I rushed home and my son, sitting in his wagon, stopped wailing to say, “Hi, Mama.” No more screaming. And no more sitter. The next week, she told us she was too busy to sit anymore. The situation was so grim that for a while my husband and I gave up the babysitter search altogether. Eventually, though, our friends convinced us it was time to get back in the game, find The One so that we could have a life outside our four walls.
So there I was at Sittercity.com, the online matchmaker of babysitting. I decided to be totally upfront in my ad so I wouldn’t have to deal with the heartache later. I would reveal that my son was wild and that he would cry when I left. My ad read: “Looking for sitter for very active three-year-old boy for Thursday afternoons. Must be comfortable with his separation anxiety. Must have reliable transportation.”
First response: “Sounds great! Need live-in nanny job now. Don’t have car. Need house. Will care for your children all week.”
I weeded through the other obvious weirdoes and wackos and people I was scared to meet, never mind to take care of my child. Then I noticed an ad: social worker at an elementary school, looking for Thursdays. I tried not to get my hopes up. Her picture looked so cute! So smiley! Her name was Meghan, and she said, “As a social worker, I work with children with emotional, social and behavioral issues and can provide support in these areas if needed. I am mature, responsible, dependable and most importantly I genuinely love working with kids!”
When Meghan arrived to meet JJ for the first time, she was smiling and fully-covered – no teensy camisoles. She looked like a professional, like the first-grade teacher you’d want to have. Her smile was warm, and as JJ peeked from behind me, she got his attention naturally and effortlessly: “Hey, JJ? Is that a dino shirt?”
From there, it was magic. They played together; he showed her his “jumpy bed” and his dinosaurs. I was ecstatic to feel like a third wheel. At the end, I stood at the door saying goodbye, trying to sound nonchalant. “Soooooo, I’ll email you, and you can let me know if you’re still interested.” In my head, I thought, “Please. Please come back. Please take care of my child and be as loving and non-judgmental as you seem.” I also refrained from saying, “I will somehow pay you much more than I advertised if you can help end this house-arrest I’ve been under for three long, lonesome years!”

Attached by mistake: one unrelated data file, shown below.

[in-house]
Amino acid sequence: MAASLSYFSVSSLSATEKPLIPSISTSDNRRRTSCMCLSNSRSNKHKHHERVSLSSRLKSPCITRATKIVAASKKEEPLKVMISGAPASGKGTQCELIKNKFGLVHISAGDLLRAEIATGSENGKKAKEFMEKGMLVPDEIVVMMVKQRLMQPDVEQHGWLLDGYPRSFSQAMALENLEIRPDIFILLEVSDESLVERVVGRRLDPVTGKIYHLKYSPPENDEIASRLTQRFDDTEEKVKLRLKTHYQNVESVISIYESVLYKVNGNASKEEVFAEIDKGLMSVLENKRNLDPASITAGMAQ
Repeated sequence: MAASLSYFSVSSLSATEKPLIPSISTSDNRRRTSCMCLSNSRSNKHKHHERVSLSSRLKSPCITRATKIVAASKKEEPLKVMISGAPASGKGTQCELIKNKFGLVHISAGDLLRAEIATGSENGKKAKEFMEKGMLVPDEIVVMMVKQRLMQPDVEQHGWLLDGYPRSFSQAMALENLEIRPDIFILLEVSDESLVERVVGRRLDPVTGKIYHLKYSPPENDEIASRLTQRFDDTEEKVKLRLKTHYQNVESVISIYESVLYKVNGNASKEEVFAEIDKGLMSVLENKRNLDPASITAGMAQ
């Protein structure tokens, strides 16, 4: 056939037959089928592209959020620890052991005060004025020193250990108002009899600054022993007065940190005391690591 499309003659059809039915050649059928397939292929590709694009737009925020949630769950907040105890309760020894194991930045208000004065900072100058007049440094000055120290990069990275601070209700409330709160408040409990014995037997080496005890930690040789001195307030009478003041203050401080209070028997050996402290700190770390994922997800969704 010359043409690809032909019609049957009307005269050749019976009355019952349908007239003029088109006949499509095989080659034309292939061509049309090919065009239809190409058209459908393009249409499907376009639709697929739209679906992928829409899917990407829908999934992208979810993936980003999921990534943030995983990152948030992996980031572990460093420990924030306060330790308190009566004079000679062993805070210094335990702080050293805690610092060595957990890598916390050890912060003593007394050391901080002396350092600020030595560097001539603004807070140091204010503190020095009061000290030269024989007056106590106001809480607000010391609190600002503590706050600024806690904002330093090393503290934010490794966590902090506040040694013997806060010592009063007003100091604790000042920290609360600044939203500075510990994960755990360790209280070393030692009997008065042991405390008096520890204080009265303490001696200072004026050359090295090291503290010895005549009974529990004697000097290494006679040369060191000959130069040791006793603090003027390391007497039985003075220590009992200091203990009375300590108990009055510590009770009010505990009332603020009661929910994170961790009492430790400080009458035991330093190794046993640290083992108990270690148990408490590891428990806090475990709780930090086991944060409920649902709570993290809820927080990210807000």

Last week, Meghan sat for JJ for the first time, even picking him up from pre-school. I came home and anxiously walked up the steps. I opened the door. No screaming. No crying. What was that? Little giggles from the den? I peeked around the corner to see JJ, head thrown back, laughing, as he sat on Meghan’s lap. They were engrossed in a tractor book.
“Hi, Buddy!” I grinned.
“Hi, Mama,” he smiled. “Look what I’m showing Meghan.”
I sighed with relief, but I could have squealed with joy.
Meghan walked to the door and said, “Things went great. We had fun. Went outside. Read books. Played in the basement. I’ll see you next week, OK, JJ?”
They hugged, (yay!) and then she whispered to me, “I caught a mouse. He’s under that bowl by the door. I didn’t want JJ to be scared, so he doesn’t know. See you next week!”
Not only had Meghan taken great care of my child, but she had done so without complaint. She thought he was cute and sweet! She did not ask me for one single thing: not a lime or a cookie or a vitamin. And she was utterly unfazed by catching a mouse on her watch. I am trying not to get ahead of myself, but Meghan just may be The One that I’ve been waiting for.